Monday, December 22, 2008

Giving Gifts

“One who is diligent in lighting Chanukah candles will have children who are scholars” (Talmud Shabbat 23b).

The desire for scholarly children was actually one of the motivations for the custom of giving Chanukah gelt (money). In modern times, money has become Chanukah presents. What is the connection between Chanukah lights, intelligent children and gelt?

Publicizing the miracle of Chanukah is so important that even a pauper, who has no money at all, is required to borrow money in order to buy oil for lighting. People therefore began to give a little money (gelt) to the poor so that they would not be embarrassed or forced to ask for assistance. Because the idea of “being diligent in lighting the Chanukah lights” is primary in both giving to the poor and meriting wise children, it became the custom to give children gelt as a reward for studying. Children who were diligent in their studies were rewarded with a shiny coin.

While gifts are an offshoot of the holiday, they represent an important element of Chanukah – chinuch, Jewish education.

The Maccabees fought so that their children and their children's children would be able to study Torah freely and be knowledgeable about their Jewish heritage. Jewish children are taught about Judaism not only for today, but for posterity as well, as it says in Proverbs 22:6: "Educate a young person in his/her own way, even when he/she grows old he/she will not turn from it."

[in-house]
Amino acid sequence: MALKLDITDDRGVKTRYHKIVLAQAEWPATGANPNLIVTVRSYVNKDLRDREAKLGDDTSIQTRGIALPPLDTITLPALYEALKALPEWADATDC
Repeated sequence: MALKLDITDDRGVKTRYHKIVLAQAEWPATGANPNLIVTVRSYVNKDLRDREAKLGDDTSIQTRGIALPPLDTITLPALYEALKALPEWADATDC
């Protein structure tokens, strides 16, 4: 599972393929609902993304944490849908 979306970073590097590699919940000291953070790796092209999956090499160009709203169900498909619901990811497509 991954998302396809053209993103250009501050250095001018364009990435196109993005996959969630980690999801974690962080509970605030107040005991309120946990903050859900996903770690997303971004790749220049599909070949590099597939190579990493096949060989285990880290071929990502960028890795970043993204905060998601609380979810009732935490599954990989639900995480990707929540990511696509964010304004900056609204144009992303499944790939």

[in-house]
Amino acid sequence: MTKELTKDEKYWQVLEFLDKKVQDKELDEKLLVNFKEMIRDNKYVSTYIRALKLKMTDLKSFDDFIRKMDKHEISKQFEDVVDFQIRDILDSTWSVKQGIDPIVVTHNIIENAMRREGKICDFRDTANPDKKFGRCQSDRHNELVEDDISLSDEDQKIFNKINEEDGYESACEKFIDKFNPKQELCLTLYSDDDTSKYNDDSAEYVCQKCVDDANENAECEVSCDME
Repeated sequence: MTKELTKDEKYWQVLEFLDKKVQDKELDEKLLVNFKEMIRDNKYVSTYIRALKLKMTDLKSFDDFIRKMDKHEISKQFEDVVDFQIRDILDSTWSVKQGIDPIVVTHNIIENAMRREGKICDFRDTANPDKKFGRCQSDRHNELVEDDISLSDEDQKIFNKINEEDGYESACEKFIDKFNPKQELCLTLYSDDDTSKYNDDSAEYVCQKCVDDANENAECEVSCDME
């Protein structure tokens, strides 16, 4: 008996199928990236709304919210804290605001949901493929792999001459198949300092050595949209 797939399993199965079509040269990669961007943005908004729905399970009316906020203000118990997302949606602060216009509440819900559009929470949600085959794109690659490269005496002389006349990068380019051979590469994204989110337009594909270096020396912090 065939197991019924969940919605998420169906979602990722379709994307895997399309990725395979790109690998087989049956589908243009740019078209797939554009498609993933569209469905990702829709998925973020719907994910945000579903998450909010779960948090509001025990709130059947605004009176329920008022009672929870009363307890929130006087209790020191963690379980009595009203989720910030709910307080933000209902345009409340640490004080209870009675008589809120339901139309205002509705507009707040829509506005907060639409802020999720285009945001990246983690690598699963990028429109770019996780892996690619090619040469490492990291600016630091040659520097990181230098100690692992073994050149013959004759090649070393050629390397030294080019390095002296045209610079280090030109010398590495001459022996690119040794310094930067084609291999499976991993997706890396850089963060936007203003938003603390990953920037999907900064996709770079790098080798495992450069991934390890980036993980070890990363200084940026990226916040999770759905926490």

Over time, the simple practice of giving gelt (coins or presents) became a Chanukah custom – and not just for children. In truth, however, it is not surprising that gift giving has moved beyond just children. In our own day and age, we, the adults, also need encouragement to learn about who we are and what our Jewish heritage means.

To learn more about Chanukah in general, please visit www.njop.org.

3 comments:

prdude said...

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Reiza said...

I wrote a few years ago that the true miracle of Chanukah wasn't simply that a flame lasted for 8 days, but that our children still light those candles generations later.

This is a great read. Thanks.

Melisa said...

Ha! I totally did a post on my own blog about this very subject for tomorrow. :)

I think it's a great question to answer, and one that even many Jews don't know about.

Nice post.